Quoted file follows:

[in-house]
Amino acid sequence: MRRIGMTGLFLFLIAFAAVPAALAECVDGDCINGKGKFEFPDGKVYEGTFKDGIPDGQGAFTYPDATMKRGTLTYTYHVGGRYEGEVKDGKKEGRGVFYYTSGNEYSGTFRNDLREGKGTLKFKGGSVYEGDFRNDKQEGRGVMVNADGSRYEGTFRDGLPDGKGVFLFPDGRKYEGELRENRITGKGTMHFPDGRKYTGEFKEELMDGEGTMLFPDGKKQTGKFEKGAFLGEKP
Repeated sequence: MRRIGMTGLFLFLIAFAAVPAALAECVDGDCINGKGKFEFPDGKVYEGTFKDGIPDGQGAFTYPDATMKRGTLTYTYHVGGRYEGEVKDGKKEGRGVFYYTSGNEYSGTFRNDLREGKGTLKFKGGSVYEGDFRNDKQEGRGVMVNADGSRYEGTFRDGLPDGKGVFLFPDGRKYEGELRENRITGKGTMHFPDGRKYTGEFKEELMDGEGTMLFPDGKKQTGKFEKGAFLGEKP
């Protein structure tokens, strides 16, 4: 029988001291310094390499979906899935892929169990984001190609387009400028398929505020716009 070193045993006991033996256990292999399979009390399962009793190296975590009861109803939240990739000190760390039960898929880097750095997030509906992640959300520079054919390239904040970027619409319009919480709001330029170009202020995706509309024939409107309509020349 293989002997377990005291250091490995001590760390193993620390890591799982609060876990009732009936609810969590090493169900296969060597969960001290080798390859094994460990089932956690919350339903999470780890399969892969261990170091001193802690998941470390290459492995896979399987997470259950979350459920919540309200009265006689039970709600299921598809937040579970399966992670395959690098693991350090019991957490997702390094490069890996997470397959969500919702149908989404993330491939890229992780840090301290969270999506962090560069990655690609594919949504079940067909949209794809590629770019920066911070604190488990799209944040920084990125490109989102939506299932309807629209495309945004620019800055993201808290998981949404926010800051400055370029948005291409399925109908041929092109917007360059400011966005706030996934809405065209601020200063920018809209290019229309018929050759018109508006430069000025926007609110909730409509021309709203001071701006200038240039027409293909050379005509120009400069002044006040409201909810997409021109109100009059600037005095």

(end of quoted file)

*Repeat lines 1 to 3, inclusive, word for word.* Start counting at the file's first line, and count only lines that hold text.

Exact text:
[in-house]
Amino acid sequence: MRRIGMTGLFLFLIAFAAVPAALAECVDGDCINGKGKFEFPDGKVYEGTFKDGIPDGQGAFTYPDATMKRGTLTYTYHVGGRYEGEVKDGKKEGRGVFYYTSGNEYSGTFRNDLREGKGTLKFKGGSVYEGDFRNDKQEGRGVMVNADGSRYEGTFRDGLPDGKGVFLFPDGRKYEGELRENRITGKGTMHFPDGRKYTGEFKEELMDGEGTMLFPDGKKQTGKFEKGAFLGEKP
Repeated sequence: MRRIGMTGLFLFLIAFAAVPAALAECVDGDCINGKGKFEFPDGKVYEGTFKDGIPDGQGAFTYPDATMKRGTLTYTYHVGGRYEGEVKDGKKEGRGVFYYTSGNEYSGTFRNDLREGKGTLKFKGGSVYEGDFRNDKQEGRGVMVNADGSRYEGTFRDGLPDGKGVFLFPDGRKYEGELRENRITGKGTMHFPDGRKYTGEFKEELMDGEGTMLFPDGKKQTGKFEKGAFLGEKP